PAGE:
The number of the beast (Rev 13:18) is 666. NOT a series of six 6s, but a full value of six hundred and sixty-six. In antiquity (before the arising of Arabic numbering), people used their alphabets for numbers. If you spell Nero Caesar’s name in Hebrew, it happens to come to the value of 666. John is a Hebrew, he is writing a very Hebraic book (with many OT allusions, images, and concepts), with very Hebraic writing style (with many “ands” and awkward Greek grammar which is obviously rooted in Hebrew). Thus, he fittingly numbers the beast in an Hebraic fashion.

Therefore, the beast is in our past, not in our future. And consequently, looking for the beast in our day is contrary to a proper understanding of Revelation.

6. In your mind, then, we should read these scriptures in light of what was happening in the world and in the times of the first century. Do you think Left Behind theology gets it wrong precisely because they ignore the original cultural context of the apocalyptic writings?

Very much so. The first-century Christians did not approach the prophecies of Scripture with “The Late Great Planet Earth” in hand. They understood them as speaking in terms they would understand. Many times NT prophecies emphatically declare that certain events are near. For instance, the great tribulation (Matt 24:21; cp. 24:34), the judgments of Revelation (Rev 1:1, 3; 22:6, 10).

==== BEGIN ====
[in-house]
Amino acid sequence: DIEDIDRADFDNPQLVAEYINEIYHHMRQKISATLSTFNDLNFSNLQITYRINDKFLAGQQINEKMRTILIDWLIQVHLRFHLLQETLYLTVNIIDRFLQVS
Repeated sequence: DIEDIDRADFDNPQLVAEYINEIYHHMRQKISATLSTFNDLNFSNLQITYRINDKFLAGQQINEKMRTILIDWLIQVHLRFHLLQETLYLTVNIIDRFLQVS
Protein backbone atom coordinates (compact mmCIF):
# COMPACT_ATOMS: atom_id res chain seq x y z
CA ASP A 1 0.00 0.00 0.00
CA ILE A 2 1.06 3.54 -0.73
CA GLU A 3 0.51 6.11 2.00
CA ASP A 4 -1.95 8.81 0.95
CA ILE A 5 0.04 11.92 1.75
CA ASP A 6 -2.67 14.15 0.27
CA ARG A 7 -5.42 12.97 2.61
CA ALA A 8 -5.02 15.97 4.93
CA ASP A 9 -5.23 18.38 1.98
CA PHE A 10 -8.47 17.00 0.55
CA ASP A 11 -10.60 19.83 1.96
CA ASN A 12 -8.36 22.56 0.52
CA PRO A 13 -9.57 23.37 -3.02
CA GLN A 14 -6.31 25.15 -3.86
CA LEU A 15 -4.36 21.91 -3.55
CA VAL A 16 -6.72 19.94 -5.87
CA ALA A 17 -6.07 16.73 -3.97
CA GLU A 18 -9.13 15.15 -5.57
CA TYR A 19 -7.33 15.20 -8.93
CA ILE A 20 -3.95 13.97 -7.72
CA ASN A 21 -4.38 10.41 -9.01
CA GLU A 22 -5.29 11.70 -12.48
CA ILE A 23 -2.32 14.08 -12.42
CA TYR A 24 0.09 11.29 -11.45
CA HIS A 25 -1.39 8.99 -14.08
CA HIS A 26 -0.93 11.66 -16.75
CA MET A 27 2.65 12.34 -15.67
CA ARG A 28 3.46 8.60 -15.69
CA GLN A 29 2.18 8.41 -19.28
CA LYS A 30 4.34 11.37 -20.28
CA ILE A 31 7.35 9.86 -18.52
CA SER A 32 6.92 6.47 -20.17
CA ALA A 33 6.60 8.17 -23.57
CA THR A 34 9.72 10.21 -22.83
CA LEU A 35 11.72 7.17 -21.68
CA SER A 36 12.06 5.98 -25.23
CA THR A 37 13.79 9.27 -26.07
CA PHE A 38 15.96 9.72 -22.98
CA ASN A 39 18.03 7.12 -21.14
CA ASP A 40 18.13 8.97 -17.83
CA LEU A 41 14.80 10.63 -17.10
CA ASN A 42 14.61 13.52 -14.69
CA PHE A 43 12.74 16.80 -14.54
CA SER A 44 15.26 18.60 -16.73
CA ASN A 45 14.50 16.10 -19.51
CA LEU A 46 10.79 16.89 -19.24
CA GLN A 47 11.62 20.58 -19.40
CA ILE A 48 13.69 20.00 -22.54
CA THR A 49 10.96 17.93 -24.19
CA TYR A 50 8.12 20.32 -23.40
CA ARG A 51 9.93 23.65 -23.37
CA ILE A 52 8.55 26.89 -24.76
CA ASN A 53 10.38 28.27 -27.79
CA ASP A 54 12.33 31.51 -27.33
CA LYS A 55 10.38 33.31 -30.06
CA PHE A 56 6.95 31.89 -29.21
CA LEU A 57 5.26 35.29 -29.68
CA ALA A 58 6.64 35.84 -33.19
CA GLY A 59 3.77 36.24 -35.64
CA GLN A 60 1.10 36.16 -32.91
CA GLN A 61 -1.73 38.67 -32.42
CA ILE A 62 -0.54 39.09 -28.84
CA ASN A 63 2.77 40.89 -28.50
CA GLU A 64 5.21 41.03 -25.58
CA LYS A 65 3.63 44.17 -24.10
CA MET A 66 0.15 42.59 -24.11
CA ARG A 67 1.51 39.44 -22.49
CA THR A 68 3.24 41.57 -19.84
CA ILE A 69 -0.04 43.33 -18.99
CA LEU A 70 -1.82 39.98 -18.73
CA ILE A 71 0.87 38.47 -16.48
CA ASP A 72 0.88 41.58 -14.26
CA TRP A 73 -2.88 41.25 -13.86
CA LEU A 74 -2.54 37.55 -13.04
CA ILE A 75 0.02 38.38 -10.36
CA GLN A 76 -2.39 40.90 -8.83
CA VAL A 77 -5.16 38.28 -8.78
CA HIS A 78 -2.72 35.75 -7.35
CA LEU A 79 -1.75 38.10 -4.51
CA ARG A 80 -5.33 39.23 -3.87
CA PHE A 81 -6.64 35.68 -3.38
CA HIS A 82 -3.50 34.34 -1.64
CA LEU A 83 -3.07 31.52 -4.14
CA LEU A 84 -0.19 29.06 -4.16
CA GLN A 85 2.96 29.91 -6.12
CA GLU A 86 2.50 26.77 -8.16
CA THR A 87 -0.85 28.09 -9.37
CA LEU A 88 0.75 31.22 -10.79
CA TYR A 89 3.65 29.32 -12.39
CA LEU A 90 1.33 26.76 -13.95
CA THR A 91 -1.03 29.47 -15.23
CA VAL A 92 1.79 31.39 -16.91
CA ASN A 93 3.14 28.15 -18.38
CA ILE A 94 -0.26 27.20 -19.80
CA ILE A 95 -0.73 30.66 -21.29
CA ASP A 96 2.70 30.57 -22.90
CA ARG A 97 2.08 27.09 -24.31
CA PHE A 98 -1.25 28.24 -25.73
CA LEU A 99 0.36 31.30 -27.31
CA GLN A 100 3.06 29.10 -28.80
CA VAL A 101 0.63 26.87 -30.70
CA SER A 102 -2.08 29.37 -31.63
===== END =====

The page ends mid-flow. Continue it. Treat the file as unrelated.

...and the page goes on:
They also approach symbolic passages with a naive (and inconsistent!) literalism. You cannot read Revelation, for instance, as if it were literal. We are not to expect fire-breathing prophets, locusts with the faces of men, seven headed beasts, and so forth.

7. I fear that Left Behind theology breeds a lot of fear and pessimism in the church. I hear a lot of people say things like, “The world is getting worse.” A number of years ago, I was even told by a dispensationalist that, “There was nothing we can do to save our world; it will only get worse.” Is this true? Will the world “only get worse”? Will the church’s mission on earth not prevail?

Jesus commanded us to “make disciples of all the nations” (Matt 28:19). He did not simply say: preach to them, or witness to them, but to actually make them to be disciples. He gave this command on the basis of all authority in heaven (Matt 28:18) and promised to be with his people to the end (Matt 28:20).

The kingdom of Christ was established in the first century (Matt 12:28-29; Mark 1:15; Col 1:13). It is to grow like a mustard see (Matt 13:31-32), leaven (Matt 13:33), and a growing plant (Mark 4:26-29). Thus, we should expect its slow and sporadic growth. We certainly have seen growth since the first century, a growth we enjoy as freedom to worship God here in America.